‘Slow stitching’ is another phrase (and activity) that I’ve recently discovered. It is used to refer to a practice that is repetitive, creative, reflexive, meditative, comforting, and sometimes meandering. It often involves breathing new life into old things. Textile artist and advocate of slow stitching, Ellie Beck (whose work can be accessed here https://petalplum.com.au/) describes hand stitching as “one of those processes that really brings me back to the moment, to my self, to my thoughts, to my environment.” She also suggests that stitching is something that people have long done in groups, while sharing stories, materials, support, time.
Hand stitching, slowness, connection, active citizenship
Recently, the Centre of Democracy launched Stitch & Resist, a project designed to address the question of how we might continue to resist injustice, engage in active citizenship, and take care our ourselves and others in the midst of a pandemic. The project aims to provide resources, inspiration, and opportunities for people to make hand-stitched works that comment on the world in which they live and the issues that concern them. It encourages people to share their thoughts and works with others, to create together, and to recognize the power of collective action. It also provides an opportunity to dip your toes into the Slow Movement, and perhaps even to shape the future.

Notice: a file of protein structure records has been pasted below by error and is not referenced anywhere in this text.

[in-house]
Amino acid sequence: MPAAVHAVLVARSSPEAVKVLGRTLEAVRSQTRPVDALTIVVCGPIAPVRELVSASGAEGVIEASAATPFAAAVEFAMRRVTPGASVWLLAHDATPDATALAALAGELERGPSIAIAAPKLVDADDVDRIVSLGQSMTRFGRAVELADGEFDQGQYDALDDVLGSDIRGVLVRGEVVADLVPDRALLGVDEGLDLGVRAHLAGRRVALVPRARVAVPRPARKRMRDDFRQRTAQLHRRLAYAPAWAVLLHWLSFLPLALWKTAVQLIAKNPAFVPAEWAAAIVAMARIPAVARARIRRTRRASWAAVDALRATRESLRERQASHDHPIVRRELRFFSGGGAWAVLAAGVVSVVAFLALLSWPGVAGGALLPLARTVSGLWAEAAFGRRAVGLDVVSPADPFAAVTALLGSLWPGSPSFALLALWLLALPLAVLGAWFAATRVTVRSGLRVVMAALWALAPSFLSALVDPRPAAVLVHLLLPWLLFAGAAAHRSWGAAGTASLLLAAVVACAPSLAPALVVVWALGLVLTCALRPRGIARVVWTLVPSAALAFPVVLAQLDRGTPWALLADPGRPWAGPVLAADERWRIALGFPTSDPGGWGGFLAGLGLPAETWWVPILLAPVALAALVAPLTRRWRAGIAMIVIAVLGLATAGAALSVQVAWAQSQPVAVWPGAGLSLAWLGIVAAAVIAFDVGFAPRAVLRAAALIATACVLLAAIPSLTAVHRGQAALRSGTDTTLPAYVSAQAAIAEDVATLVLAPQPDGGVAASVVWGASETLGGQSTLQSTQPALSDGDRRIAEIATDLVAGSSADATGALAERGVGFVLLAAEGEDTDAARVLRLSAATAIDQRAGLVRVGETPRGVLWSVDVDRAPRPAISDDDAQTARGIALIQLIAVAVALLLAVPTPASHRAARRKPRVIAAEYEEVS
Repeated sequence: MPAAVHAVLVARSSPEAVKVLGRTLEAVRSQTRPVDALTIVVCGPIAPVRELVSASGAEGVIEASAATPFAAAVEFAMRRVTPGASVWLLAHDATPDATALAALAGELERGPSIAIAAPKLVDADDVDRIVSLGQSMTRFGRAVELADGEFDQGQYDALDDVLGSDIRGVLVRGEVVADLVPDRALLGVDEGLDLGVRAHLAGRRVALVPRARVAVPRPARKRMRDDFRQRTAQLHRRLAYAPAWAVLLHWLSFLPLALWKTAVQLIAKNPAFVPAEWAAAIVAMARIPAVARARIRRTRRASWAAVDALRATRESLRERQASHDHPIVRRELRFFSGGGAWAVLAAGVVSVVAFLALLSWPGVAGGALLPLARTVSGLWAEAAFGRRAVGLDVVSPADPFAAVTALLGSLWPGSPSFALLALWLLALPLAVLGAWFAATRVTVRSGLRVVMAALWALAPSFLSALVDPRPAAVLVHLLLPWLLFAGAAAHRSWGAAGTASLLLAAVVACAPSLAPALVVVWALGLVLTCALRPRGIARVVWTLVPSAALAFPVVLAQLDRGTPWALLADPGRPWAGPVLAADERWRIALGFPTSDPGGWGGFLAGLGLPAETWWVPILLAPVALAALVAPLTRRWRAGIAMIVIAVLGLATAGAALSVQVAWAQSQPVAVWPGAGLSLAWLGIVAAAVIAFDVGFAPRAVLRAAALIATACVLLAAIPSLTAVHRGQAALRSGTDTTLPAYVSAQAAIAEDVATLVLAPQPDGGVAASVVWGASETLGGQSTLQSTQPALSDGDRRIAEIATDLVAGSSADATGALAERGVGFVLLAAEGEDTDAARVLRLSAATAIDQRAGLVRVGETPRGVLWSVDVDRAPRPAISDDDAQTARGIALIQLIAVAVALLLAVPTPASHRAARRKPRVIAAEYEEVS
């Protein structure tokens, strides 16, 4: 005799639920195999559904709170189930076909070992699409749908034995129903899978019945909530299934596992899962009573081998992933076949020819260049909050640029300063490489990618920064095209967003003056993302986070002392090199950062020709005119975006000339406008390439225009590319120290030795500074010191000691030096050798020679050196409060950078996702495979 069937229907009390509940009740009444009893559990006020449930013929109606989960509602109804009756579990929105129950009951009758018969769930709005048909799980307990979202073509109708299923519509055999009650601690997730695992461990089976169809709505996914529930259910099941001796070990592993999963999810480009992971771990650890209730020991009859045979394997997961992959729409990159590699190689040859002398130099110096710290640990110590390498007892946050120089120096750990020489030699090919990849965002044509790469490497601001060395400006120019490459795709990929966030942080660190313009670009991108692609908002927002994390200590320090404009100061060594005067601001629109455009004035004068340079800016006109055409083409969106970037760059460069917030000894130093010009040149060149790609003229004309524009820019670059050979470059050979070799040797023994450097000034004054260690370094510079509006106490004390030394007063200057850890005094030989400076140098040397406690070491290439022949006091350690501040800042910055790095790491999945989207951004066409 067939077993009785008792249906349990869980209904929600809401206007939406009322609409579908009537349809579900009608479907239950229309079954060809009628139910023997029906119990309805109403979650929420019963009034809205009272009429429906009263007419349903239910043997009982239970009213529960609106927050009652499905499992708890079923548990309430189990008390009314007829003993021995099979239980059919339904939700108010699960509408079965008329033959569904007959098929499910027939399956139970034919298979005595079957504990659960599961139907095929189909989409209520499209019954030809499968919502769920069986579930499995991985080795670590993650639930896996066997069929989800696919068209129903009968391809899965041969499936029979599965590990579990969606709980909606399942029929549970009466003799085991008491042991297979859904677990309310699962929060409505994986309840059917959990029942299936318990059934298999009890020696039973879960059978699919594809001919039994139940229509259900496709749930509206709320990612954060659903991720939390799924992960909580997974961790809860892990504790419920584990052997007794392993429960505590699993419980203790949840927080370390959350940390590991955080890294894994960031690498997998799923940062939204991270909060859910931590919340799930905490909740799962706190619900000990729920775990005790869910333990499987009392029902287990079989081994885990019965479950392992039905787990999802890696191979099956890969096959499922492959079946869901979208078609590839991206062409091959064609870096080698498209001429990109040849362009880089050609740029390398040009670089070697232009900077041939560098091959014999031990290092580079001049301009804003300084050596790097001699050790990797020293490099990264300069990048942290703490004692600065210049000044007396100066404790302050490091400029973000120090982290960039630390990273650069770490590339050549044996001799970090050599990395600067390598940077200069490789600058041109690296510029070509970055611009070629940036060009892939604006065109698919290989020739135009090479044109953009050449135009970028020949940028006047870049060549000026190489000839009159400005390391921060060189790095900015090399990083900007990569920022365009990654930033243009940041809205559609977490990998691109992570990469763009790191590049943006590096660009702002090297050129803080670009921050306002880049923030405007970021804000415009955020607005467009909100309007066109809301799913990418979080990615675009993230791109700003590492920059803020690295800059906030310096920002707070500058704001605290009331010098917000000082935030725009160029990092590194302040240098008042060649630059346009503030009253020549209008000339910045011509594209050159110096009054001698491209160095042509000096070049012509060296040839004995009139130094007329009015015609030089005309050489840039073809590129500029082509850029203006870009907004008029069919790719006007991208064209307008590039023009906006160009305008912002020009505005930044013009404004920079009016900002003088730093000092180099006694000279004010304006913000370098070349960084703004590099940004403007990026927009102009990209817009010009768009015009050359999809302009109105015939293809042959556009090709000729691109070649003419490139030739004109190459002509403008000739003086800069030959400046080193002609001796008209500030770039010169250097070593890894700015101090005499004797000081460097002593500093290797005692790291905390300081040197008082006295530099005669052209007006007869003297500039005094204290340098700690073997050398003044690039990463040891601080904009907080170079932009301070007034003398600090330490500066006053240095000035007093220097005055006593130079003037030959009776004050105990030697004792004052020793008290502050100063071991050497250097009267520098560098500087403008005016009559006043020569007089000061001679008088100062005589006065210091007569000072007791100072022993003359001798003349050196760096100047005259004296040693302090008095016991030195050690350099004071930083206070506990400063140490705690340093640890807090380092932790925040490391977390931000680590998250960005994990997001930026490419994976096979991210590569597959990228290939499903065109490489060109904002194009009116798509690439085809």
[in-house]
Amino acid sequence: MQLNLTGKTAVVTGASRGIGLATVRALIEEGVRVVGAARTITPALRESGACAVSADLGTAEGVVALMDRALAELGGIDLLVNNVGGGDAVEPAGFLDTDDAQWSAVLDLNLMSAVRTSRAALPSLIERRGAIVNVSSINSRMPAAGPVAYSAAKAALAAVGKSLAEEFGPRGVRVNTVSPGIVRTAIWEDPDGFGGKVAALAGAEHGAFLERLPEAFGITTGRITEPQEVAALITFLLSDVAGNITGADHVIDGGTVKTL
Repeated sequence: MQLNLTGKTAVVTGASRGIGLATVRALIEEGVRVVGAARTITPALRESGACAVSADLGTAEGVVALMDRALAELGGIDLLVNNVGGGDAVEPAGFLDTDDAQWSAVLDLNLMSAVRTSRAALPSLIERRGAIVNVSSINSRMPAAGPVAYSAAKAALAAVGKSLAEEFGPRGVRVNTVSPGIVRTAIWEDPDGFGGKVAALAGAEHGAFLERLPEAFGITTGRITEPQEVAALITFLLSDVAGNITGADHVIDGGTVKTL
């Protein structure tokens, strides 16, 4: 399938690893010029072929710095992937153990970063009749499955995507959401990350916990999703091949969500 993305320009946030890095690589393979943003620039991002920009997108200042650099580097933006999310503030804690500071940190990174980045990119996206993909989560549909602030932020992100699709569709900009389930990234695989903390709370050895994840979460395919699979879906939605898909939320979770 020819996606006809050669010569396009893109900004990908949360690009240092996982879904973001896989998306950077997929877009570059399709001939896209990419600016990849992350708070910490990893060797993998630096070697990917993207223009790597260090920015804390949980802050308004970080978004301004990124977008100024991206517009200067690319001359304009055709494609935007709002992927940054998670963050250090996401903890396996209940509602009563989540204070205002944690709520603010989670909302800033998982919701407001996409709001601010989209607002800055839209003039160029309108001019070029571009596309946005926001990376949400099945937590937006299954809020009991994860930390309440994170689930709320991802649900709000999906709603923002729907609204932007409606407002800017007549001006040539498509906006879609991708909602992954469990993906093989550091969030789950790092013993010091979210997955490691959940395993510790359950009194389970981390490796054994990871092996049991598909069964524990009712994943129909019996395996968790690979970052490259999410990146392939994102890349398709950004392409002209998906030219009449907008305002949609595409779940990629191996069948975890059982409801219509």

The writer begins her meditation with the words, “as I cannot write I put this down simply and freely.” From the beginning of her passage there is doubt that her own words could even constitute writing, as is apologetically lamented in the words, as I cannot write. These words are in fact written with thread, as if to suggest that the shape of a stitch does not carry the same rhetorical weight as an ink drawn letter. Two red stitched lines cross over to form the shape of an X, repeated in thread one thousand times over. Precise, ordered, no lines to follow, only imagined ruled lines traced by a determined eye, small red x’s that form a life. The writer harnesses her dexterity in the art of cross-stitch embroidery to journal a personal document of her young life; a deeply transgressive act for a nineteenth century woman. X marks the spot, the location of a life.